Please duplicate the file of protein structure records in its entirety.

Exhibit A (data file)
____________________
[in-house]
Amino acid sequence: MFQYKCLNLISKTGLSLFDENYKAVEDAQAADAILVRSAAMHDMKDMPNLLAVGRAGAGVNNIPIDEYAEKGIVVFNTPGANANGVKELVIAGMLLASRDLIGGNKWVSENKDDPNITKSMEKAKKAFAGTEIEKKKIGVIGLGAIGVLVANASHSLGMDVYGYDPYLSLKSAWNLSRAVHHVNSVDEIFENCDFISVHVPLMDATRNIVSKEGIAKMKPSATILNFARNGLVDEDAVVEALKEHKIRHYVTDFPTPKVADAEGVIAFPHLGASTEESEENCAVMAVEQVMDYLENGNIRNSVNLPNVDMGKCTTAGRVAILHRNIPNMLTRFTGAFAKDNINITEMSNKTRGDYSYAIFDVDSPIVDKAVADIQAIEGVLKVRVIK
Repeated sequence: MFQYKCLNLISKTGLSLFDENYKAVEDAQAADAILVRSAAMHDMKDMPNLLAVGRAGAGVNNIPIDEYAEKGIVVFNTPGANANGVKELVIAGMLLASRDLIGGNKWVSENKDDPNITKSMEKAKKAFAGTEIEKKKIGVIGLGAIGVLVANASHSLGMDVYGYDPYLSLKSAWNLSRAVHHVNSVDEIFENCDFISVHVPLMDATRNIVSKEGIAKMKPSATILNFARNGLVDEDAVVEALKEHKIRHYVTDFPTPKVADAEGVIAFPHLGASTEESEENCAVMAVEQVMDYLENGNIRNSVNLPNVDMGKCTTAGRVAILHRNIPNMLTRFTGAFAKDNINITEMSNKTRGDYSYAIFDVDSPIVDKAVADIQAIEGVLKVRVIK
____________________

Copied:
[in-house]
Amino acid sequence: MFQYKCLNLISKTGLSLFDENYKAVEDAQAADAILVRSAAMHDMKDMPNLLAVGRAGAGVNNIPIDEYAEKGIVVFNTPGANANGVKELVIAGMLLASRDLIGGNKWVSENKDDPNITKSMEKAKKAFAGTEIEKKKIGVIGLGAIGVLVANASHSLGMDVYGYDPYLSLKSAWNLSRAVHHVNSVDEIFENCDFISVHVPLMDATRNIVSKEGIAKMKPSATILNFARNGLVDEDAVVEALKEHKIRHYVTDFPTPKVADAEGVIAFPHLGASTEESEENCAVMAVEQVMDYLENGNIRNSVNLPNVDMGKCTTAGRVAILHRNIPNMLTRFTGAFAKDNINITEMSNKTRGDYSYAIFDVDSPIVDKAVADIQAIEGVLKVRVIK
Repeated sequence: MFQYKCLNLISKTGLSLFDENYKAVEDAQAADAILVRSAAMHDMKDMPNLLAVGRAGAGVNNIPIDEYAEKGIVVFNTPGANANGVKELVIAGMLLASRDLIGGNKWVSENKDDPNITKSMEKAKKAFAGTEIEKKKIGVIGLGAIGVLVANASHSLGMDVYGYDPYLSLKSAWNLSRAVHHVNSVDEIFENCDFISVHVPLMDATRNIVSKEGIAKMKPSATILNFARNGLVDEDAVVEALKEHKIRHYVTDFPTPKVADAEGVIAFPHLGASTEESEENCAVMAVEQVMDYLENGNIRNSVNLPNVDMGKCTTAGRVAILHRNIPNMLTRFTGAFAKDNINITEMSNKTRGDYSYAIFDVDSPIVDKAVADIQAIEGVLKVRVIK